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Juneteenth Flag

The Juneteenth Flag © National Juneteenth Observance Foundation

People designed this flag to tell the story of Juneteenth

The colors: The colors of the American flag – red white and blue
This is to say that the people freed in Texas were American citizens
The 5-point star is a symbol for Texas (the Lone Star State)
Texas is where the Juneteenth holiday started
They added the big star to tell about the spread of freedom

Juneteenth Fact Sheet - compiled by the Congressional Research Service

Official Juneteenth Poem

We rose

By Kristina Kay. “We Rose”. ©1996. Web

Skills of art, life, beauty and family
Crushed by forces we knew nothing of, we rose

Survive we must, we did,
We rose

We rose to be you, we rose to be me,
Above everything expected, we rose

To become the knowledge we never knew,
We rose

Dream, we did
Act we must

Recommended Reads


Juneteenth Events

Wed, Jul 24, 2:30pm - 5:00pm
New Carrollton - Large meeting room 2
We are proud to present a special screening of "The Price of the Ticket," followed by an enlightening discussion led by Dr. Jason Nichols, African American History Studies Professor at the University of Maryland.
Registration is now closed

Thu, Jul 25, 12:30pm - 1:30pm
Margaret Adams, a free Black woman, owned her own tavern in 1800’s Prince George’s County. While most Black Marylanders were enslaved, Margaret Adams defied the slaveholding society and built a successful business. Explore the world of Margaret Adams and see how she resisted one of Maryland's most powerful families.

Tue, Jul 30, 12:00pm - 1:00pm
Virtual Branch
This summer, grab your favorite lunch at noon and tune in to virtual conversations with the Prince George’s County Office of Human Rights and the Prince George’s County Memorial Library System on topics from how racism is making us sick to human trafficking awareness to increasing equity and opportunity in the sciences. Let’s learn together!

Mon, Aug 05, 12:30pm - 3:30pm
Fairmount Heights
Before the Tuskegee Airmen, there was the Cloud Club, led by John Greene. These Black civilian aviators built a community not only for aviation but also for recreation during the Jim Crow era. Explore how the first Black pilots in the United States made a way out of no way, trained the Tuskegee Airmen, and created a community of Black aviators.

Tue, Aug 13, 2:00pm - 3:30pm
New date Saturday, August 24, 2:00pm - 3:30pm
Writing Revolution is a reading of essays, memoirs, and poetry composed by local Black writers to commemorate Black August. These writers will share their perspectives and solutions for reclaiming liberation and autonomy through their artistry.

Tue, Aug 20, 2:00pm - 3:00pm
Oxon Hill
Listen to pianist Desmond Charles play from the Truth Room African American sheet music collection. We have limited seating capacity in the Truth Room, so please register.

Sat, Aug 24, 2:00pm - 3:30pm
Writing Revolution is a reading of essays, memoirs, and poetry composed by local Black writers to commemorate Black August. These writers will share their perspectives and solutions for reclaiming liberation and autonomy through their artistry.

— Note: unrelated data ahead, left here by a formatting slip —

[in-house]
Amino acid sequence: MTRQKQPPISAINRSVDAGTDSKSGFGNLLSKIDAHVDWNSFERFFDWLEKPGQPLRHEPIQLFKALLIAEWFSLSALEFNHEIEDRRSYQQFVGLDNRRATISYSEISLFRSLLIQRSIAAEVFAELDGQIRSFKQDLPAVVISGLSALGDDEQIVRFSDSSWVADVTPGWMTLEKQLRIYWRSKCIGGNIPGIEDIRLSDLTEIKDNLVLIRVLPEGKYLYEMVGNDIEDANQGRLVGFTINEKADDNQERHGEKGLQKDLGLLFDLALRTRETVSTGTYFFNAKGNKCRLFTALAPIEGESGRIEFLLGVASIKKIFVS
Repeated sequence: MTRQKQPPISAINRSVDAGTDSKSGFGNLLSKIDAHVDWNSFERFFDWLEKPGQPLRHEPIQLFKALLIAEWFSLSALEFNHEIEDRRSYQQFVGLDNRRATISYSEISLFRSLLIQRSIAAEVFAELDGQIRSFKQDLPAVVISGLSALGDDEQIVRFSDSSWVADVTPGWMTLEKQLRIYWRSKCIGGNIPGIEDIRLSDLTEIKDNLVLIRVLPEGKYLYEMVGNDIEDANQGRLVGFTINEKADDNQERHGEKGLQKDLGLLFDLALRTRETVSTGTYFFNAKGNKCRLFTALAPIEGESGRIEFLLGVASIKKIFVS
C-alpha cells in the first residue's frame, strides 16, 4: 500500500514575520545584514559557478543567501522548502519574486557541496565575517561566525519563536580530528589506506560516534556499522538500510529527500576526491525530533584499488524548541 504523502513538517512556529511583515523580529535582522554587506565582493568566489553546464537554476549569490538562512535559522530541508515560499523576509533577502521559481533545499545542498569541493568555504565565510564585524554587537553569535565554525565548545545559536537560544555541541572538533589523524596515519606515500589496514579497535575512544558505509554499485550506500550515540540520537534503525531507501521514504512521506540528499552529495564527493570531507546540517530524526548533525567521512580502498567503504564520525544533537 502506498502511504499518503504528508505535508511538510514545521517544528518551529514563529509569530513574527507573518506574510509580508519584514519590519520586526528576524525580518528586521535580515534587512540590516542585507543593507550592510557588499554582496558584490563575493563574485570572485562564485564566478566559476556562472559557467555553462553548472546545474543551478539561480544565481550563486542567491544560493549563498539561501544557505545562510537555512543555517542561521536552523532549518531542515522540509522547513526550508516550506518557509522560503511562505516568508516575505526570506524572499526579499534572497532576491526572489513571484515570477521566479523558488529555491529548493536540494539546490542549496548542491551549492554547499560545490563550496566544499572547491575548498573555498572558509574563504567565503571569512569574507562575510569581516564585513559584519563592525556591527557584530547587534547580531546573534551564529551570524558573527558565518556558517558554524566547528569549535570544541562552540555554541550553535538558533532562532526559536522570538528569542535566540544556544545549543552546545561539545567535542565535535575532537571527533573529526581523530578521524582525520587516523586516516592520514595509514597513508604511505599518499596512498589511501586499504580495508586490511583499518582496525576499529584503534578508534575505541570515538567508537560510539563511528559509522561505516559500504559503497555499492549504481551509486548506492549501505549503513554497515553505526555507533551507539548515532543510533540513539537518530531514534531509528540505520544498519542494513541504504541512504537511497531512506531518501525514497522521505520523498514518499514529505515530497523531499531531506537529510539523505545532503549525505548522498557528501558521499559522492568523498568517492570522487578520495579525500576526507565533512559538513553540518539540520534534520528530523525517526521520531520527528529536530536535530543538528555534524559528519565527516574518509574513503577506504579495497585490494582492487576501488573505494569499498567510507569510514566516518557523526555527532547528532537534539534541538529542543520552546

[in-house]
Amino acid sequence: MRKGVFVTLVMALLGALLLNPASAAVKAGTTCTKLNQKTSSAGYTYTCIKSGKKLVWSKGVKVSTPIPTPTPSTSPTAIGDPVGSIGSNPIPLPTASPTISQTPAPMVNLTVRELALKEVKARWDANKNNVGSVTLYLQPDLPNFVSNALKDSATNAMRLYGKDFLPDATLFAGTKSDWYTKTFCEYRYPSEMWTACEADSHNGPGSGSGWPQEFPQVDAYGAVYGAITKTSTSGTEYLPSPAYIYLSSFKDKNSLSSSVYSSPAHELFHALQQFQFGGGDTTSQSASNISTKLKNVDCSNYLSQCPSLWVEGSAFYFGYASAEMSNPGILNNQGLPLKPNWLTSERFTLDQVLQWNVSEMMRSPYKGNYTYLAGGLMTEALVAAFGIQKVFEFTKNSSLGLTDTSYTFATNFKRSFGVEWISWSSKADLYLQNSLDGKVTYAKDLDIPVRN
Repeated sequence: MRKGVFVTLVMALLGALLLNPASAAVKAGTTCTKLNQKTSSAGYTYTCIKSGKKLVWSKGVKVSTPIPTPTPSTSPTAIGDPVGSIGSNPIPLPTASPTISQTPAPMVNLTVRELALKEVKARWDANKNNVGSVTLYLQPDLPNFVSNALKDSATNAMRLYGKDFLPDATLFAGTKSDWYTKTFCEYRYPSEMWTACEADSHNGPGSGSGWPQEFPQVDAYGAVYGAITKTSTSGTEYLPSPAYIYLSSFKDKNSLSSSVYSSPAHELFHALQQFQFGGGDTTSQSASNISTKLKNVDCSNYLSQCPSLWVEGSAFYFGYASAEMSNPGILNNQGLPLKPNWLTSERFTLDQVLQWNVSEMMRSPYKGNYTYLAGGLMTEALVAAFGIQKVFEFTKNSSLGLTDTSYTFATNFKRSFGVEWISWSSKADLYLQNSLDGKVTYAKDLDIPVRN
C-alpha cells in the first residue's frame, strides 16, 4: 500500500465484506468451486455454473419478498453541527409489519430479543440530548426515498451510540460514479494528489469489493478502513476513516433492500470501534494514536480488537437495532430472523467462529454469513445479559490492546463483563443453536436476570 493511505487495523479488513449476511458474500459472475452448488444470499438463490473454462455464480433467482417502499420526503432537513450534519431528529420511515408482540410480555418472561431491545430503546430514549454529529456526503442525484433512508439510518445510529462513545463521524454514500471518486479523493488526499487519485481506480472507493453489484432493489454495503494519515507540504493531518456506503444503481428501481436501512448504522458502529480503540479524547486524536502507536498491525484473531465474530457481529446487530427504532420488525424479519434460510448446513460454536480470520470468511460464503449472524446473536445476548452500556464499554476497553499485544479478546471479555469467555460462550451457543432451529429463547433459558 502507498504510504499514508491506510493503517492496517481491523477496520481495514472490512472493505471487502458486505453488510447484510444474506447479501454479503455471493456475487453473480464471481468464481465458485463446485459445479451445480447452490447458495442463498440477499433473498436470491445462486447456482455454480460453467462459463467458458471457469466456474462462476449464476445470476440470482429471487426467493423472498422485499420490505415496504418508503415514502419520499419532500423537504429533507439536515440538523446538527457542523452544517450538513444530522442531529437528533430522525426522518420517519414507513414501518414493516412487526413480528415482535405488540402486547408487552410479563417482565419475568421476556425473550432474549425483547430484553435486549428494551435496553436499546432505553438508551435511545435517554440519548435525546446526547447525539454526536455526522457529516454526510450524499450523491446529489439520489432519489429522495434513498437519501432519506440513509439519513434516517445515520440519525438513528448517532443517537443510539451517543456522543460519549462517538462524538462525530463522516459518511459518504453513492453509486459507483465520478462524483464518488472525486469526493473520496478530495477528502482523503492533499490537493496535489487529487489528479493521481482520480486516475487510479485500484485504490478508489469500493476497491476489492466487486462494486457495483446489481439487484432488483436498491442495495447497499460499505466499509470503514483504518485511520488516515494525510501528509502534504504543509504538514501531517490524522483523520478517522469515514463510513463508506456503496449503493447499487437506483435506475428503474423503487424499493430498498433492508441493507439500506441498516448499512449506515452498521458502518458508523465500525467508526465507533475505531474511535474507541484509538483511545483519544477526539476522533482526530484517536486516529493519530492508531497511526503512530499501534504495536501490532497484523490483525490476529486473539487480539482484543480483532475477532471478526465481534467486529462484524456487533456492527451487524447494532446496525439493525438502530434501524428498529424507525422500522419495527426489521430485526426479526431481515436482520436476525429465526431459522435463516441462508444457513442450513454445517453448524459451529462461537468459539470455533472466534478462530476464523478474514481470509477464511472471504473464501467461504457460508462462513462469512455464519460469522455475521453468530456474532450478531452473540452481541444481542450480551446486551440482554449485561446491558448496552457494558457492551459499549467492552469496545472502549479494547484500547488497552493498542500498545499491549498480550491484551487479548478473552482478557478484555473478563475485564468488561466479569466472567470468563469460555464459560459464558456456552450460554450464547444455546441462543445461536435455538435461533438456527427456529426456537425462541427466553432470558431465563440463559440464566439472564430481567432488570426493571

Sat, Sep 07, 11:30am - 12:30pm
Hyattsville - Meeting Room 2
In this workshop, students will take a captivating journey into the world of blues singing, where storytelling takes center stage. We'll delve into the rich tradition of blues music, where every song tells a heartfelt story. All you need to bring is yourself, courage, and water. Get ready to unlock the power of blues storytelling through song!

Juneteenth Watchlist: What to Watch in Celebration of Juneteenth


Kanopy is an online video streaming platform with 26,000 movies, doh2cumentaries, and indie and foreign films from over hundreds of producers including The Criterion Collection, The Great Courses, Kino Lorber, PBS, and thousands of independent filmmakers. Users are limited to 10 videos streamed every month.

Movies and TV

Online Exhibits

Juneteenth Timeline



Black slaves are smuggled through the Texas port of Galveston.


Mexico adopts a constitution freeing the slaves within its borders, including Texas, but American settlers in Texas continue to hold slaves.




The Texas Revolution erupts against Mexico and leads to the formation of the independent Republic of Texas.

December 29, 1845

Texas enters the Union as the 28th state; it is admitted as a slave state.



February 1861

Texas becomes the seventh state to secede from the Union and join the Confederacy.

January 1, 1863

President Abraham Lincoln read the Emancipation Proclamation freeing slaves in the United States.



May 1865

Soldiers from the 62nd United States Colored Troops are involved in the last military skirmish of the Civil War at White's Ranch in Texas.

June 19, 1865

First Juneteenth. Maj. Gen. Gordon Granger of the Union Army rode into Galveston, Texas, to announce (belatedly) the emancipation of African slaves.



January 1, 1980

Juneteenth became an official holiday in Texas

June 19, 2020

Maryland Governor, Larry Hogan (R), issues a proclamation recognizing Juneteenth as an Official State Holiday to commemorate the emancipation of enslaved African Americans.



June 19, 2021

US President Joe Biden officially makes June 19th - Juneteenth a national holiday.


With Minneasota and Tennessee, there are now at least 22 states and the District of Columbia that have designated Juneteenth as a permanent paid and/or legal holiday through legislation or executive action.




Opal Lee, the grandmother of Juneteenth, receives the Presidential Medal of Freedom from President Joe Biden at the White House.

Work Cited:

Juneteenth/ African American History in Texas Timeline

Jones, H. J. (2020). Texas Timeline. In The American Mosaic: The African American Experience. Retrieved from

Brooks, C. (2020). Juneteenth. In The American Mosaic: The African American Experience. Retrieved from